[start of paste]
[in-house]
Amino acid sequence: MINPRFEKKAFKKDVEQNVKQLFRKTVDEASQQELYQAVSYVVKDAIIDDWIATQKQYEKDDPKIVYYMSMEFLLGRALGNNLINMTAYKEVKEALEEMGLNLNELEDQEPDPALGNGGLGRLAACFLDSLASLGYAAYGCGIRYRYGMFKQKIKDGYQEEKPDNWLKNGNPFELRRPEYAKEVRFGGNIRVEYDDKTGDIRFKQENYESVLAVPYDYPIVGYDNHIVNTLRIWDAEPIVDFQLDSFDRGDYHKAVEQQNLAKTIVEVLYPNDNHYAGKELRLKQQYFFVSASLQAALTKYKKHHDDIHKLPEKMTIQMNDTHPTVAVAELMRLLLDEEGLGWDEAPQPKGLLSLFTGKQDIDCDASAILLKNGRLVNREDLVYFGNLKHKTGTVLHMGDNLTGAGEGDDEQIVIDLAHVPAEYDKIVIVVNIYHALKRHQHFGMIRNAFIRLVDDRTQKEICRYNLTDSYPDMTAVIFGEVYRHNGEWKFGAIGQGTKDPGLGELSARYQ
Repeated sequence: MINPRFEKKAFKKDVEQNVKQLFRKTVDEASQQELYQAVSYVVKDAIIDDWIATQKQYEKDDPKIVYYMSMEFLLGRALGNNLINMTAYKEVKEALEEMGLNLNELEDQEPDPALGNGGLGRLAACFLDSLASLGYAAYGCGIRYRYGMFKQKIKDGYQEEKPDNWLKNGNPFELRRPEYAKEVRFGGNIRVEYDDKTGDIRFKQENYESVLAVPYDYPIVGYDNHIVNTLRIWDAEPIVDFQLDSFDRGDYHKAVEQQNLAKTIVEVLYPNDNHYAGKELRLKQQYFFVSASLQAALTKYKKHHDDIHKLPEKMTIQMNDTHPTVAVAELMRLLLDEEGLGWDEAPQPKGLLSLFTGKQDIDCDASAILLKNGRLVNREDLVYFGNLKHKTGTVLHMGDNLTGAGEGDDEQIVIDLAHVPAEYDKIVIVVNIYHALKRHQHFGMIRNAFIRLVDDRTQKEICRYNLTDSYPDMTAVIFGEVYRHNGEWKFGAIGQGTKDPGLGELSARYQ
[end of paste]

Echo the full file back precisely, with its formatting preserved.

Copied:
[in-house]
Amino acid sequence: MINPRFEKKAFKKDVEQNVKQLFRKTVDEASQQELYQAVSYVVKDAIIDDWIATQKQYEKDDPKIVYYMSMEFLLGRALGNNLINMTAYKEVKEALEEMGLNLNELEDQEPDPALGNGGLGRLAACFLDSLASLGYAAYGCGIRYRYGMFKQKIKDGYQEEKPDNWLKNGNPFELRRPEYAKEVRFGGNIRVEYDDKTGDIRFKQENYESVLAVPYDYPIVGYDNHIVNTLRIWDAEPIVDFQLDSFDRGDYHKAVEQQNLAKTIVEVLYPNDNHYAGKELRLKQQYFFVSASLQAALTKYKKHHDDIHKLPEKMTIQMNDTHPTVAVAELMRLLLDEEGLGWDEAPQPKGLLSLFTGKQDIDCDASAILLKNGRLVNREDLVYFGNLKHKTGTVLHMGDNLTGAGEGDDEQIVIDLAHVPAEYDKIVIVVNIYHALKRHQHFGMIRNAFIRLVDDRTQKEICRYNLTDSYPDMTAVIFGEVYRHNGEWKFGAIGQGTKDPGLGELSARYQ
Repeated sequence: MINPRFEKKAFKKDVEQNVKQLFRKTVDEASQQELYQAVSYVVKDAIIDDWIATQKQYEKDDPKIVYYMSMEFLLGRALGNNLINMTAYKEVKEALEEMGLNLNELEDQEPDPALGNGGLGRLAACFLDSLASLGYAAYGCGIRYRYGMFKQKIKDGYQEEKPDNWLKNGNPFELRRPEYAKEVRFGGNIRVEYDDKTGDIRFKQENYESVLAVPYDYPIVGYDNHIVNTLRIWDAEPIVDFQLDSFDRGDYHKAVEQQNLAKTIVEVLYPNDNHYAGKELRLKQQYFFVSASLQAALTKYKKHHDDIHKLPEKMTIQMNDTHPTVAVAELMRLLLDEEGLGWDEAPQPKGLLSLFTGKQDIDCDASAILLKNGRLVNREDLVYFGNLKHKTGTVLHMGDNLTGAGEGDDEQIVIDLAHVPAEYDKIVIVVNIYHALKRHQHFGMIRNAFIRLVDDRTQKEICRYNLTDSYPDMTAVIFGEVYRHNGEWKFGAIGQGTKDPGLGELSARYQ